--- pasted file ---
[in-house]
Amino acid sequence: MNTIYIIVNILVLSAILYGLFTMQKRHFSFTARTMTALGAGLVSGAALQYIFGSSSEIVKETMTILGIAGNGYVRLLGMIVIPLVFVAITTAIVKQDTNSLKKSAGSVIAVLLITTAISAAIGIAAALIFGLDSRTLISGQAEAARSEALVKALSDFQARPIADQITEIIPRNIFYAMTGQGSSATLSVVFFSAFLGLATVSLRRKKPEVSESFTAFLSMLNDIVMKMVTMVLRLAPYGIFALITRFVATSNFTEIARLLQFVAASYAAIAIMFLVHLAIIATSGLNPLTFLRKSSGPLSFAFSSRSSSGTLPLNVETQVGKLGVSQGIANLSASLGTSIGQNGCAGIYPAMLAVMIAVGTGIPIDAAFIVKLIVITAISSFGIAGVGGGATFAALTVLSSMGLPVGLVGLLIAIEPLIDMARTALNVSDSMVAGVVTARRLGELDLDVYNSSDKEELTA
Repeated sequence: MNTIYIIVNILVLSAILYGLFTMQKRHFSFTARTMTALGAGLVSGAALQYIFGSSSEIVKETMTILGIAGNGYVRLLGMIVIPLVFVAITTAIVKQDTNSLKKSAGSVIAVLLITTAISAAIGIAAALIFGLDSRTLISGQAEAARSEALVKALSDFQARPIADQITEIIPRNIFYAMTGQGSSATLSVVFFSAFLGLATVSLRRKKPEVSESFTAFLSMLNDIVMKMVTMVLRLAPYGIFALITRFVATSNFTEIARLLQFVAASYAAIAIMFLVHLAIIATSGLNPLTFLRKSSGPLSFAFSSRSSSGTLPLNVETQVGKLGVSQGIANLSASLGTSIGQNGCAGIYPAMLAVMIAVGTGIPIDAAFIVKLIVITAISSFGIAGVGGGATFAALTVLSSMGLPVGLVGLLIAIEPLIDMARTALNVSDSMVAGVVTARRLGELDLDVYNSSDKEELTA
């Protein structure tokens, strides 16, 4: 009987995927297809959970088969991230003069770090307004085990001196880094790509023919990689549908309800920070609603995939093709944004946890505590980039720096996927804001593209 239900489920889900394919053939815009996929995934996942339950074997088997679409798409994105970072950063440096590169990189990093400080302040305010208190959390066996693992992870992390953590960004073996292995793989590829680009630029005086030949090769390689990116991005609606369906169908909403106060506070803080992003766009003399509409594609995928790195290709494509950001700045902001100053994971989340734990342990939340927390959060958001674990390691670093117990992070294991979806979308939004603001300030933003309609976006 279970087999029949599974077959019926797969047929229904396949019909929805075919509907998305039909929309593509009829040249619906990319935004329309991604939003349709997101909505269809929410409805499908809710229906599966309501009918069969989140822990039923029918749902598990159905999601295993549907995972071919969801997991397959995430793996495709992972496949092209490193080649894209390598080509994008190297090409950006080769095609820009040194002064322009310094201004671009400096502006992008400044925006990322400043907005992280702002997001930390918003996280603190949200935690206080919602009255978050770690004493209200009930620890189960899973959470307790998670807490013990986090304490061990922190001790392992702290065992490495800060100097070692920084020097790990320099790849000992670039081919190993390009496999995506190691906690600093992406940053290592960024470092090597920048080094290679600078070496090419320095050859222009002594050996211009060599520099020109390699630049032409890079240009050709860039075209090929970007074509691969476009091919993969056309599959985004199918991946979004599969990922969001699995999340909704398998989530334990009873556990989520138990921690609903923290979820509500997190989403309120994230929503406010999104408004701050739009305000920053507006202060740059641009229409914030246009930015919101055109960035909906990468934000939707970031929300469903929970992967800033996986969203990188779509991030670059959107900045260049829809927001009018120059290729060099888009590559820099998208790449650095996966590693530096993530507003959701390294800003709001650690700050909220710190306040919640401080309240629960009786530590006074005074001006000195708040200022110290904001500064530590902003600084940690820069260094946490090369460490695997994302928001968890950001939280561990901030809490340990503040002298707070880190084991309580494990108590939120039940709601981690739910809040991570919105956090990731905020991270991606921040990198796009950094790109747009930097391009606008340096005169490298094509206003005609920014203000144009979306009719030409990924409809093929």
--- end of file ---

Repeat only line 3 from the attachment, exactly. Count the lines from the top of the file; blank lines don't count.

Repeated sequence: MNTIYIIVNILVLSAILYGLFTMQKRHFSFTARTMTALGAGLVSGAALQYIFGSSSEIVKETMTILGIAGNGYVRLLGMIVIPLVFVAITTAIVKQDTNSLKKSAGSVIAVLLITTAISAAIGIAAALIFGLDSRTLISGQAEAARSEALVKALSDFQARPIADQITEIIPRNIFYAMTGQGSSATLSVVFFSAFLGLATVSLRRKKPEVSESFTAFLSMLNDIVMKMVTMVLRLAPYGIFALITRFVATSNFTEIARLLQFVAASYAAIAIMFLVHLAIIATSGLNPLTFLRKSSGPLSFAFSSRSSSGTLPLNVETQVGKLGVSQGIANLSASLGTSIGQNGCAGIYPAMLAVMIAVGTGIPIDAAFIVKLIVITAISSFGIAGVGGGATFAALTVLSSMGLPVGLVGLLIAIEPLIDMARTALNVSDSMVAGVVTARRLGELDLDVYNSSDKEELTA